The median income for a household in the city was $37,156, and the median income for a family was $41,672. Males had a median income of $26,881 versus $22,064 for females. The per capita income for the city was $15,538. About 11.1% of families and 13.9% of the population were below the poverty line, including 17.4% of those under age 18 and 9.1% of those age 65 or over.


The elementary and high school population is served by the Dodge City Public Schools district.

Dodge City Community College serves first and second year college students, and the community at large. The campus, which encompasses a lake and jogging trail, sits on in northwest Dodge City. It boasts an online student newspaper, a television station, an astronomy center with two telescopes, an electron microscope, and the third largest athletic training room in the state of Kansas. It is the only college or university in the state of Kansas operating both FM and AM radio stations. Enrollment is approximately 2,000 students each semester.


Dodge City has a minor-league basketball team, the Dodge City Legend. The Legend is a member of the United States Basketball League (USBL). The Legend have won three championship titles in the USBL.

From 1970 to 1980, the annual Boot Hill Bowl post-season college football game was played in Dodge City. The bowl was sanctioned by the National Association of Intercollegiate Athletics and featured schools such as Washburn Universitymarker and Emporia State Universitymarker. The last game was played on November 21, 1980.

Historic landmarks

Today, Dodge City maintains part of its downtown as a tourist attraction.
Santa Fe Trail Remains (also known as Santa Fe Trail Ruts), located nine miles (14 km) west of Dodge City on US 50, is a two-mile (3 km) section of the former long Santa Fe Trail that is the "longest continuous stretch of clearly defined Santa Fe Trail rut remains in Kansas." It was declared a National Historic Landmark in 1963. There are other sections of Santa Fe Trail ruts that are listed on the National Register of Historic Places.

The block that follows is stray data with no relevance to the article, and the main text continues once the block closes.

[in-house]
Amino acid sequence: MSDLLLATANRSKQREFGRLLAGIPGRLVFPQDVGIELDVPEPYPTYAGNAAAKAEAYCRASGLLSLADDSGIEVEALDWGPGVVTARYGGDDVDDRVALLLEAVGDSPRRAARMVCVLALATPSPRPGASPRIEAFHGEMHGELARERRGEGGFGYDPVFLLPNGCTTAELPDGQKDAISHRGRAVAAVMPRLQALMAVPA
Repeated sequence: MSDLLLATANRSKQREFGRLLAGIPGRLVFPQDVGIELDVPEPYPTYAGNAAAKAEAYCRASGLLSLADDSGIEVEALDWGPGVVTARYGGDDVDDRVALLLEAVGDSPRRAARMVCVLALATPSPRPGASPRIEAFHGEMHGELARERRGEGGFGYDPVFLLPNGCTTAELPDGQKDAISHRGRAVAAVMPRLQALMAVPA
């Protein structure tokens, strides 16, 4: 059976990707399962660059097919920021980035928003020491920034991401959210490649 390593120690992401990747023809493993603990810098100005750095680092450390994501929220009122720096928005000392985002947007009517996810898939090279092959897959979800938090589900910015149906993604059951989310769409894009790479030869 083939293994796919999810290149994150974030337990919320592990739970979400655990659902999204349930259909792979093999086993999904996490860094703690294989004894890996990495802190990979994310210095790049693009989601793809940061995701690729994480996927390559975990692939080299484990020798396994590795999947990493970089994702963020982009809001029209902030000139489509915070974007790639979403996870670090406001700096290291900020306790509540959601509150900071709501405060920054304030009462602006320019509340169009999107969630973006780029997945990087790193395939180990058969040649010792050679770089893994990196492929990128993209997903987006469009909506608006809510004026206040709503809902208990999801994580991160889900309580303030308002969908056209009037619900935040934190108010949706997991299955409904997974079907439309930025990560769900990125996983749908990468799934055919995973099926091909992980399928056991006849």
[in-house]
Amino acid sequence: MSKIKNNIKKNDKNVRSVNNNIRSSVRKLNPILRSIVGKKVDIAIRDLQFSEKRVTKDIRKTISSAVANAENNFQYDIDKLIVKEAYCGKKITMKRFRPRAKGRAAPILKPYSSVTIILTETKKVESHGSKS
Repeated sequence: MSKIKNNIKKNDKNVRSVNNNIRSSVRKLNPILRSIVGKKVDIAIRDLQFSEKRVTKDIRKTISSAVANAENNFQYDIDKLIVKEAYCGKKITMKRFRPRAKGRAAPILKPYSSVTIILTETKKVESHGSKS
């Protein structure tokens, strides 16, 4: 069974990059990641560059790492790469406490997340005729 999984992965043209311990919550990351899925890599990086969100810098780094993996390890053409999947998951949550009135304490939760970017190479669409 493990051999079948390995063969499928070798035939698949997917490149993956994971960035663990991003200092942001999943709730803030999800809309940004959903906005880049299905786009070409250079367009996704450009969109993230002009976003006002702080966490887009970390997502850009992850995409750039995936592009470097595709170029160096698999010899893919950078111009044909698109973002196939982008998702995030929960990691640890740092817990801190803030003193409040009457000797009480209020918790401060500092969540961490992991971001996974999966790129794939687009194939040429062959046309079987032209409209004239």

The 19th century buildings of historic Front Street were demolished in an "urban renewal" project in 1970.






The following radio stations are licensed to Dodge City:

Frequency Callsign Format Notes
1370 KGNOmarker Talk
1550 KDCC Variety

Frequency Callsign Format Notes
89.9 KAIGmarker Contemporary Christian Air 1
91.9 KONQmarker Variety DCCC college radio
92.9 K225AGmarker Public NPR; Translator of KANZmarker, Garden City, Kansasmarker
93.9 KZRD Active Rock
95.5 KAHEmarker Oldies
95.5 KERP Country
102.1 KODC-LP Christian


The following television stations are licensed to Dodge City:

Digital Channel Analog Channel Callsign Network Notes
29 KSAS-LPmarker Fox Translator of KSAS-TVmarker, Wichita, Kansasmarker
43 K43HN TBN
50 K50HS

Notable natives

Historical visitors and temporary residents

A number of famous names associated with the American West have either passed through Dodge City or made it a temporary residence. Some of these include:

In popular culture

  • One of the downtown streets in present-day Dodge City is called Gunsmoke Street, so named because of Dodge City's serving as the setting of the long-running television western Gunsmoke.
  • Dodge City is featured in the computer game Gun.



  • Dykstra, Robert R. The Cattle Towns. Lincoln: University of Nebraska Press, 1968. ISBN 0-8032-6561-1
  • Miner, Craig. West of Wichita: Settling the High Plains of Kansas, 1865-1890. Lawrence: University Press of Kansas, 1988. ISBN 0-7006-0364-6
  • Vestal, Stanley. Dodge City: Queen of Cowtowns: "the Wickedest Little City in America" 1872-1886. Lincoln: University of Nebraska Press, 1998. ISBN 0-8032-9617-7

External links